The Praying Mantis

Praying Mantis on an aster plant late September

From whence arrived the praying mantis?
From outer space, or lost Atlantis?
I glimpse the grin, green metal mug
that masks the pseudo-saintly bug,
Orthopterous, also carnivorous,
And faintly whisper, Lord deliver us.

My husband drove us south on Rochester Road yesterday morning. “I saw another praying mantis while pruning lavender yesterday, then another behind the house,” he said.
He knows I’m fascinated with the insect, particularly the female’s pregnant abdomen. This season’s mantis first appeared a month ago on an aster plant in my backyard gardens.
           “They’re harmless and passive,” Mel continued. “You can touch and hold them. They don’t sting or bite.”
           “Unless you’re their mate,” I replied.
           His face drew that ‘I don’t think I’m going to like what comes next’ expression.
           I followed on cue. “While mating, the female eats the male’s head, then after, if she’s malnourished, she consumes his entire body. I’d call that an aggressive carnivore.”
           He kept his eyes on the road and pondered that gruesome bit of biology.
           It was autumn, years ago, when I first saw a praying mantis. Like Mel, I was pruning a lavender field. The insect escaped the blades of my electric hedge clippers; her long back legs ambulating the bush like a clown on stilts.
The past fifteen years, I’ve seen hundreds of Mantis religiosa on our property, praying for the perfect stem to attach her foamy egg case. The following spring I’d find hardened sacs that held up to 400 eggs. (No, I didn’t count them.)
The second stage of the insect’s life is a colorless nymph that resembles the adult. I’ve never witnessed in nature this bizarre birth through the sac, and that’s okay with me for the nymphs feed on each other.
Nymph survivors molt their exoskeleton up to ten times to maturity. That’s tenacity. Then the lifecycle repeats.
So I reckon the praying mantis mating season is happening in our gardens and fields as I speak. We’ve seen brown mantises also. I’ve never seen the pink variety. Scientists say the praying mantis is found everywhere in the world except Antarctica. Makes sense.
And some mantises are large enough to consume small birds, frogs, and snakes. Some people keep mantises for pets in a terrarium of sorts. I’ve read that folk of Latin and Greek persuasion consider this bug “one who divines.”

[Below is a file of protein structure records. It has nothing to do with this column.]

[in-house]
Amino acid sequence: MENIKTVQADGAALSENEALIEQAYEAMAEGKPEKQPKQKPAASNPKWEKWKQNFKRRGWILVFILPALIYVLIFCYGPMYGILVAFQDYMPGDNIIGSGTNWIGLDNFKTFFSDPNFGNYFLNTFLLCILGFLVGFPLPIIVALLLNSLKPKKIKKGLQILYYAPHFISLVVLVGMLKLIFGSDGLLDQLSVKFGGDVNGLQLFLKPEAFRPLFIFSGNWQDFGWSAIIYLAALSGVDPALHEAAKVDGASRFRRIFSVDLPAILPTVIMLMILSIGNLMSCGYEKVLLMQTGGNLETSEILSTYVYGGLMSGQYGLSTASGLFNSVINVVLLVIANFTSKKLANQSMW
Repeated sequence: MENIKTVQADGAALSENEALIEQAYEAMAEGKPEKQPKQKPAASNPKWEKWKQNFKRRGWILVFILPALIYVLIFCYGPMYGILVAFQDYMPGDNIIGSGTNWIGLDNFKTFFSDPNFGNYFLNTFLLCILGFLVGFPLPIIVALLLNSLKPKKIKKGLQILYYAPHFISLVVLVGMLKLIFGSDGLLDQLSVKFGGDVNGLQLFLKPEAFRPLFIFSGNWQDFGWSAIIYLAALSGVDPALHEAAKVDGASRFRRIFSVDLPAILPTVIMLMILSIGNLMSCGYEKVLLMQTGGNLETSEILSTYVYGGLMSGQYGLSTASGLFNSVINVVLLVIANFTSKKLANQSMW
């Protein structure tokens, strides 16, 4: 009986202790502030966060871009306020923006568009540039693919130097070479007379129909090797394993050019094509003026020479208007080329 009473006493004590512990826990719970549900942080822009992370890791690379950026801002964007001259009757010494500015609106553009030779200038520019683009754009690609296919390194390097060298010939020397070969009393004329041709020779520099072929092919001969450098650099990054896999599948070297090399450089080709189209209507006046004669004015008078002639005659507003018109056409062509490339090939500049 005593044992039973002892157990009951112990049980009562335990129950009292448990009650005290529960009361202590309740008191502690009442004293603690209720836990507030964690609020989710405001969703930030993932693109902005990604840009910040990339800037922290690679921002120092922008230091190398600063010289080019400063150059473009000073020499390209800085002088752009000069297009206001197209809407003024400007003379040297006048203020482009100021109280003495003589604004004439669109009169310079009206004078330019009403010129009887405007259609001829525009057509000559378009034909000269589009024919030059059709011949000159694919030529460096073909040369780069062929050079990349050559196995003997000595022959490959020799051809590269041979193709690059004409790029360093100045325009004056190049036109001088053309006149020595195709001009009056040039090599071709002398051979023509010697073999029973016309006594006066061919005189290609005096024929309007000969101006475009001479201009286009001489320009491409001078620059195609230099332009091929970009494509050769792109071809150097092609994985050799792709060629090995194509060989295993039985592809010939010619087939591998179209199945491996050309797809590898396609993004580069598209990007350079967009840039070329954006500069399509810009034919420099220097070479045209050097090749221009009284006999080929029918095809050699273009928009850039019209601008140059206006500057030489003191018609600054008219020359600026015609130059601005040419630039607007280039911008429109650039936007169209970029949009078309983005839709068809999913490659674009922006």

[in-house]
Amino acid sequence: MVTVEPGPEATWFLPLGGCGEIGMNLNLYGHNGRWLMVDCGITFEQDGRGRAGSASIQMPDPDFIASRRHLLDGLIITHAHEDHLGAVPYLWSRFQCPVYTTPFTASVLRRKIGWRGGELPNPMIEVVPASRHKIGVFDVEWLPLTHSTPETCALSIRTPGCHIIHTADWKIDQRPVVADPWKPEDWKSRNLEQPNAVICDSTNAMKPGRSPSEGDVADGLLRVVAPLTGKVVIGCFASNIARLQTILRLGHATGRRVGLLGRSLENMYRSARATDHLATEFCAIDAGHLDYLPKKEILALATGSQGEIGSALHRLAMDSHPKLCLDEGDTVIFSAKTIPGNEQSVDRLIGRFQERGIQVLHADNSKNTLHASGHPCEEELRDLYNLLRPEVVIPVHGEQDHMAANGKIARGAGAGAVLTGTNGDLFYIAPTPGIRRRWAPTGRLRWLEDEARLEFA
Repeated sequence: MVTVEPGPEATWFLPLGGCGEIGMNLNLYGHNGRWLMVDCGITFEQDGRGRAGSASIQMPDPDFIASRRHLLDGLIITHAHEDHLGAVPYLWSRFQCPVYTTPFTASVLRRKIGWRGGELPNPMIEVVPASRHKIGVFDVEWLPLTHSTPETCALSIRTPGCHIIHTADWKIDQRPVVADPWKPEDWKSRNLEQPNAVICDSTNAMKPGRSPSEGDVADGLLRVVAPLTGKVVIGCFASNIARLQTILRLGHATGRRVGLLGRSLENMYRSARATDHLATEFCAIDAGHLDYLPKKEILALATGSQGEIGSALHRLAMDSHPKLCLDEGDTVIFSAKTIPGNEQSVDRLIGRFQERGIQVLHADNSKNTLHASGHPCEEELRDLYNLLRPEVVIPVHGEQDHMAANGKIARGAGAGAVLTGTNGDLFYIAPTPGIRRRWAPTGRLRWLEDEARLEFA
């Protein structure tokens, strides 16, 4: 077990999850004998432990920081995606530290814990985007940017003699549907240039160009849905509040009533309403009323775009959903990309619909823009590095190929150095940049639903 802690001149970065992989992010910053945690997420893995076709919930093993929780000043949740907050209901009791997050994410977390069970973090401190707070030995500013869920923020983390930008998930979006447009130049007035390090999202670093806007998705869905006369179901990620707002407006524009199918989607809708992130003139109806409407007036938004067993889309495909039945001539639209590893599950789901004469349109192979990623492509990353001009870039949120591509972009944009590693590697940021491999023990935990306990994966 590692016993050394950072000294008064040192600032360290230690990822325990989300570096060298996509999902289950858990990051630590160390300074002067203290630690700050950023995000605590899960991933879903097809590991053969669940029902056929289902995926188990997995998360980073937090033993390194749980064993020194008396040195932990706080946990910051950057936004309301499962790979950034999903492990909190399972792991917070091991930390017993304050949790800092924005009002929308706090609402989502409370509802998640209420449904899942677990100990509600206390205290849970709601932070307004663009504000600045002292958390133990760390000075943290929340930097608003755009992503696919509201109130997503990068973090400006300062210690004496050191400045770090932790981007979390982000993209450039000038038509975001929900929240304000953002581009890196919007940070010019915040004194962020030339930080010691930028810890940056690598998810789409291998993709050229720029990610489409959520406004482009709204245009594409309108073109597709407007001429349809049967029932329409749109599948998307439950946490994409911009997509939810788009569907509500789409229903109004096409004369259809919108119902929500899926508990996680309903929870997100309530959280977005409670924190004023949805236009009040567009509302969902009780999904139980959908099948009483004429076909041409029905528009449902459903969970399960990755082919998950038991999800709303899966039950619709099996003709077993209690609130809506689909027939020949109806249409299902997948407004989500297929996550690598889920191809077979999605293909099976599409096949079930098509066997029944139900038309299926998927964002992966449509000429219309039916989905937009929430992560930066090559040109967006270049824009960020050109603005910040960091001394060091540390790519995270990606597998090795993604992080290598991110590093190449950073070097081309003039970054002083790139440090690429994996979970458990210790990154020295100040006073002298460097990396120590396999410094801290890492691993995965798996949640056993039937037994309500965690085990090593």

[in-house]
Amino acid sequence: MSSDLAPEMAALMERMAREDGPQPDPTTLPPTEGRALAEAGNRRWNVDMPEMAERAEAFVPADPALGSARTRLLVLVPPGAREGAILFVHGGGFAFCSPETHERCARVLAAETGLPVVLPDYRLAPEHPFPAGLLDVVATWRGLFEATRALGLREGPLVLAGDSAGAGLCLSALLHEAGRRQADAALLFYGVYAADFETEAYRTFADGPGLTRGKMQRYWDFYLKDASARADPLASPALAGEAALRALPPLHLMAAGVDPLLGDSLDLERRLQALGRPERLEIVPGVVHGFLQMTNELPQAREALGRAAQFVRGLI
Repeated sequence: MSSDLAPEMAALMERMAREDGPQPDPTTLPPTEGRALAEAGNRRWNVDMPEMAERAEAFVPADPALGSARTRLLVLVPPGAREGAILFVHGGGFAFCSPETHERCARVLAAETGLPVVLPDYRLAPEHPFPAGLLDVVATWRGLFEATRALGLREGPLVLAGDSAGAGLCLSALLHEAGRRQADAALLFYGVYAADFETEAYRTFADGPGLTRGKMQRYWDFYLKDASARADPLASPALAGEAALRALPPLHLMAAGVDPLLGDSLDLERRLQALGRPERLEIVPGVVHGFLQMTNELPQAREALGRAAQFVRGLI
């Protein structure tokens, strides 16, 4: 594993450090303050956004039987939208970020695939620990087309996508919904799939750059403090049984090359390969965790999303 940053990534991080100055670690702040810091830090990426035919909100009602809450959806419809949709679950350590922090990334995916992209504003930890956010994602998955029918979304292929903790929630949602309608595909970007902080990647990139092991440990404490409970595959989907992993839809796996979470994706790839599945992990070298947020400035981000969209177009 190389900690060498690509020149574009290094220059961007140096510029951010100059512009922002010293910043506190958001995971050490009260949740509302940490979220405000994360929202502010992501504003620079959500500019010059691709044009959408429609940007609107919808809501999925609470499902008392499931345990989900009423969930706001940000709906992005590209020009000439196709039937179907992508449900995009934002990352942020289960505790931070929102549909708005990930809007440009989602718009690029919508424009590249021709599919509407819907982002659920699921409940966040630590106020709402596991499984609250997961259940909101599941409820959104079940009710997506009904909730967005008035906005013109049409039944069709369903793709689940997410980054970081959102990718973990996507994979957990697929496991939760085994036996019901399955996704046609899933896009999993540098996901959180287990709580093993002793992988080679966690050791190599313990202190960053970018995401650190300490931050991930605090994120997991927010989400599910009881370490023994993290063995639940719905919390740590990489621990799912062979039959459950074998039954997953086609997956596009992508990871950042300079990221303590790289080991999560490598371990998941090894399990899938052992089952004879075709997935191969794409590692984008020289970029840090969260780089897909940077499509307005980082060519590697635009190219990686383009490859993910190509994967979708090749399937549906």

Well, that’s mythology for you. Personally, I’m hoping this slender green predator finds and devours the bad bugs that suck the life out of my plants, bees, and hens. But she’d better keep her fangs off my hummingbirds.
You see, dear Reader, I’ve read Melissa Breyer’s July 5, 2017 report on titled ‘Praying mantises released for pest control are hunting hummingbirds.’
I quote, “Native insects eating pests is a great thing; invasive insects eating native birds starts edging into the world-gone-wrong realm.”
Thus, I appreciate Ogden Nash’s astute observation about this pseudo-saintly bug and faintly whisper, Lord deliver my hummingbirds.


The Still, Good Life

The language and still life of food
Like a still life painting, three pears cuddled in my favorite green bowl. They formed a yellow circle with the rosy blush of one fruit.
           If only I could boast they came from our small orchard of six trees. Not this autumn. Perhaps drought is to blame. Although our dwarf peach yielded three mountaintop pies and a dozen pints of preserves by Labor Day, just one puny pear survived to make our mouths water. I sliced and tossed it in a butter lettuce salad with black currants and walnuts.
           So I gambled good money last week and bought three organic pears. Sometimes they don’t ripen after their continental journey—and pears bruise if you look at them the wrong way. That’s why I devoted my locally crafted pottery to them alone.  
Three days later the blushing pear called my name. The beautiful composition and color spoke of my three daughters—stories of maternal love, growth, and letting go.
I once fed my children in this home. One by one, they stepped from their circle and center of my life. As I left my mother. As my mother left my granny. And so life unwinds to the beginning of time.
In Albrecht Dürer’s “restless examination of nature”, he painted watercolor studies of fruit and created “precise drawings of flora and fauna.” I appreciate the artist’s High Renaissance subjects of the natural world.